Honda Civic | 21 Years at the Top

Honda Civic

The Honda Civic did it again. For 21 years in a row the Civic has been Canada's best-selling car.

Civic eclipses competition

As passenger cars go, this little Honda is Canada's top pick. In their article on our top ten most wanted, Driving.ca notes,

"Only half a decade ago, the Honda Civic’s share of Canada’s passenger car market was 8 per cent. It was a staggering figure, but it’s now far overshadowed by a 12 per cent share of the Canadian car market. 2018 saw the Civic claim Canada’s title as the best-selling car for a 21st consecutive year, and the Civic did so in dominant fashion by maintaining its equilibrium in a rapidly declining car market. The Civic outsold its closest rival by a 41 per cent margin."

Who else is in the game?

The Elantra was once thought to rival the Honda Civic for buyer interest. Driving.ca goes on to say,

"Once seen as the vehicle that could overtake the Honda Civic – and it often did, on a monthly basis – the Hyundai Elantra is now a distant third-place candidate in the passenger-car battle. The Elantra narrowed the race to a slim margin in 2013, when sales of the Hyundai peaked and Civic volume was only 16 per cent stronger. But Honda now sells 65 per cent more Civics than Hyundai sells Elantras. Elantra volume slipped to an eight-year low."

The longevity and performance of the Civic has won the confidence of Canadian drivers. With varied conditions year 'round, and the demands of terrain and traffic, we expect a lot from our cars. This little Honda continues to be the car of choice for those in the market for a passenger vehicle.

What that means for donations

It's not surprising, then, that we see many Hondas rolling through our donation program. But here's the difference: our Honda donors have held on to their car for 15, 20, or 25 years. Accords and Civics are donated regularly, but not until they've given every last gasp to their owner. This compares with other makes/models significantly. It's not uncommon to see a PT Cruiser, Elantra, or Cavalier being donated after only 8 - 10 years of drive time. Some Mazdas get eaten alive by rust and just can't handle Canadian winters.

These makes and models are loved by their owners (our donors), but the performance on those Hondas just can't be beat!

Do you have a trusty old Civic that's served you well, but that now needs end of life processing? Consider extending the vehicle's good service by donating to your charity of choice!

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Photo courtesy of https://www.honda.ca/civic_coupe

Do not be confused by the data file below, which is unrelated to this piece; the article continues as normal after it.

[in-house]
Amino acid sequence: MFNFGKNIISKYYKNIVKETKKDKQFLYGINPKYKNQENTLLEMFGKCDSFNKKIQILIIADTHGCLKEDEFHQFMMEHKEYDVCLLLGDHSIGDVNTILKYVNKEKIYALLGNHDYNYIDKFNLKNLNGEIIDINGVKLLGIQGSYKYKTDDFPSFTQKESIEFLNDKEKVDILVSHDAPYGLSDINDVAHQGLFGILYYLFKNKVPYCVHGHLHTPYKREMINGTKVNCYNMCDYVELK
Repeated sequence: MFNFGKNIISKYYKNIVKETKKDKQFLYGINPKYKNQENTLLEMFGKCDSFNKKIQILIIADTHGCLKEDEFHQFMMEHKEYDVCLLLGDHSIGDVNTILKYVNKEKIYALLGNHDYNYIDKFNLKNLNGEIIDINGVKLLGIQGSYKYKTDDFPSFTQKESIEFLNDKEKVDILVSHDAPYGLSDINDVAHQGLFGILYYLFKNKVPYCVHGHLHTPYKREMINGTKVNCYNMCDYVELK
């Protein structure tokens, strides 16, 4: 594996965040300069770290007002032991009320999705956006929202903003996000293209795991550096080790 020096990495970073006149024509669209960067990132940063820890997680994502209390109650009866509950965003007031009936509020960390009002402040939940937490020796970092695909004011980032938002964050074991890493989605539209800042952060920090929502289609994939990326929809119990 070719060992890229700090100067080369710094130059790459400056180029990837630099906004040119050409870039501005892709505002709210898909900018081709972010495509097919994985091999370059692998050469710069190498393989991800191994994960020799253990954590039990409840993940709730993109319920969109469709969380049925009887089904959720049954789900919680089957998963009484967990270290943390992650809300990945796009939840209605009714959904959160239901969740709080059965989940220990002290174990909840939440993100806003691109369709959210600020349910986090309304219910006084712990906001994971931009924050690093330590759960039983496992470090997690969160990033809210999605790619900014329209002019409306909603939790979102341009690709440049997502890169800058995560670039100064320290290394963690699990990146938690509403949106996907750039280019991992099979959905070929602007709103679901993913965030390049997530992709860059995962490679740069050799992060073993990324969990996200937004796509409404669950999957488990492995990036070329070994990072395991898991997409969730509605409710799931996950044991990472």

Black History Month

Black History Month
Photo credit

Black History Month in Canada is from February 1 - 28, 2019. From philosophers to our Prime Minister, our citizens honor this effort.

Prime Minister Trudeau on this month's significance

Canada's Black History Month campaign is "Black Canadian Youth: Boundless, Rooted and Proud."

Viola Desmond honored

You may be familiar with names like Rosa Parks and Martin Luther King Jr. Canadians have their own iconic figures in the ongoing (so slow in maturing) growth of equal civil rights. Viola Desmond is one such woman. HalifaxToday.ca notes, "In 1946 Ms. Desmond was arrested and later tried after refusing to sit in a segregated area of a New Glasgow, Nova Scotia movie theatre. It became a catalyst for equal rights in Canada." This month she will be honored with a coin bearing her image -- a solid reminder of the courage she exemplifies.

Our role in ensuring equality

We each play a part in moving our country toward equality, belonging, and respect for all. I am a screamingly white (and straight) girl with the happy luck of being born into a life where I can murmur, "First world problems, am I right??" I do so with honest self-deprecation and more than a dash of awareness of my own privileged life. For my part, the line is clear: Just don't be a jerk, Sandra. Do be kind. Be real. Care deeply and authentically.

I should ask questions about things I don't understand. And ask those questions sensibly. I must offer dignity to all in the manner I wish to receive it. To all, and in the manner I wish to receive it. I must not assume. Anything. Because the truth is, I just don't know. I don't get it. I can't possibly get what it is to be born a person of color, an indigenous person, or an individual struggling with sexual identity. So, the privilege extends: it is on me to grow my understanding. To support governments and policies and consumer choices that ensure equality and inclusion? That's my Canadian-born right and responsibility. And to love as I would be loved? Well, that's just common sense.

Your caring cause

If this is one of those issues that lands close to home for you, visit our charities page to explore the supporting charities that are benefited by our program.

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